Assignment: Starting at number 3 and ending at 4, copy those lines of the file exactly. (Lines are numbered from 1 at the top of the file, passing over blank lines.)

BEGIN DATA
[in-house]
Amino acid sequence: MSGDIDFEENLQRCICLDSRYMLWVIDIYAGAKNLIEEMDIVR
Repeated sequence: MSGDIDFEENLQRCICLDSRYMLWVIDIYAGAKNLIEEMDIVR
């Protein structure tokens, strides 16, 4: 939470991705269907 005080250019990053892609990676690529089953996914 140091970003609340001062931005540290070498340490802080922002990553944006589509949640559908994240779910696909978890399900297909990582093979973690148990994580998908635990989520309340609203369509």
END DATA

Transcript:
Repeated sequence: MSGDIDFEENLQRCICLDSRYMLWVIDIYAGAKNLIEEMDIVR
């Protein structure tokens, strides 16, 4: 939470991705269907 005080250019990053892609990676690529089953996914 140091970003609340001062931005540290070498340490802080922002990553944006589509949640559908994240779910696909978890399900297909990582093979973690148990994580998908635990989520309340609203369509």